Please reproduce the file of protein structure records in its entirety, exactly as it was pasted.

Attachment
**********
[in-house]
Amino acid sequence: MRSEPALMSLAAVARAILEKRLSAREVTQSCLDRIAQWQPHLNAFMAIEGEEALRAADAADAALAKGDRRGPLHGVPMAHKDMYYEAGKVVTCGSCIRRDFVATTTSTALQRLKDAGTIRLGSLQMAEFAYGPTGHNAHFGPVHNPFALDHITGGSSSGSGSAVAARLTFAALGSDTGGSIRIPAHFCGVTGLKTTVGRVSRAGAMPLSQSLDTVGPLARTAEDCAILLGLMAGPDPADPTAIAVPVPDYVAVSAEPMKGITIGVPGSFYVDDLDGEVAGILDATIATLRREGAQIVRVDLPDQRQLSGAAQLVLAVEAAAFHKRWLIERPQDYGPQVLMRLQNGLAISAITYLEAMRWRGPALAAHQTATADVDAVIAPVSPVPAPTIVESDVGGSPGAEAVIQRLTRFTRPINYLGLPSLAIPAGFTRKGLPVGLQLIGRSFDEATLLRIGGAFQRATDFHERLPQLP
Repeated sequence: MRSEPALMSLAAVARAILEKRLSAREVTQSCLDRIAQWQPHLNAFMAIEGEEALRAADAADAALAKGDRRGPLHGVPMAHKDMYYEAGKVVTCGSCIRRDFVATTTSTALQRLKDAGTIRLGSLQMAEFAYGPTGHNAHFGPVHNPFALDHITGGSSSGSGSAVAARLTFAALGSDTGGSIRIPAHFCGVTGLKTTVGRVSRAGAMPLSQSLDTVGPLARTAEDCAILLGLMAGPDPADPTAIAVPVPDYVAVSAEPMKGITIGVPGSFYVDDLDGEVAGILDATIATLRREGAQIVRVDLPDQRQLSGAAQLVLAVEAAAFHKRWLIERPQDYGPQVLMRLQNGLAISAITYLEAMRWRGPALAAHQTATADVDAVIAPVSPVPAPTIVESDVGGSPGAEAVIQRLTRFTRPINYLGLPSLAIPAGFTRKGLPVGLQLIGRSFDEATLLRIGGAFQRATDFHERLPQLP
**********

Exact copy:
[in-house]
Amino acid sequence: MRSEPALMSLAAVARAILEKRLSAREVTQSCLDRIAQWQPHLNAFMAIEGEEALRAADAADAALAKGDRRGPLHGVPMAHKDMYYEAGKVVTCGSCIRRDFVATTTSTALQRLKDAGTIRLGSLQMAEFAYGPTGHNAHFGPVHNPFALDHITGGSSSGSGSAVAARLTFAALGSDTGGSIRIPAHFCGVTGLKTTVGRVSRAGAMPLSQSLDTVGPLARTAEDCAILLGLMAGPDPADPTAIAVPVPDYVAVSAEPMKGITIGVPGSFYVDDLDGEVAGILDATIATLRREGAQIVRVDLPDQRQLSGAAQLVLAVEAAAFHKRWLIERPQDYGPQVLMRLQNGLAISAITYLEAMRWRGPALAAHQTATADVDAVIAPVSPVPAPTIVESDVGGSPGAEAVIQRLTRFTRPINYLGLPSLAIPAGFTRKGLPVGLQLIGRSFDEATLLRIGGAFQRATDFHERLPQLP
Repeated sequence: MRSEPALMSLAAVARAILEKRLSAREVTQSCLDRIAQWQPHLNAFMAIEGEEALRAADAADAALAKGDRRGPLHGVPMAHKDMYYEAGKVVTCGSCIRRDFVATTTSTALQRLKDAGTIRLGSLQMAEFAYGPTGHNAHFGPVHNPFALDHITGGSSSGSGSAVAARLTFAALGSDTGGSIRIPAHFCGVTGLKTTVGRVSRAGAMPLSQSLDTVGPLARTAEDCAILLGLMAGPDPADPTAIAVPVPDYVAVSAEPMKGITIGVPGSFYVDDLDGEVAGILDATIATLRREGAQIVRVDLPDQRQLSGAAQLVLAVEAAAFHKRWLIERPQDYGPQVLMRLQNGLAISAITYLEAMRWRGPALAAHQTATADVDAVIAPVSPVPAPTIVESDVGGSPGAEAVIQRLTRFTRPINYLGLPSLAIPAGFTRKGLPVGLQLIGRSFDEATLLRIGGAFQRATDFHERLPQLP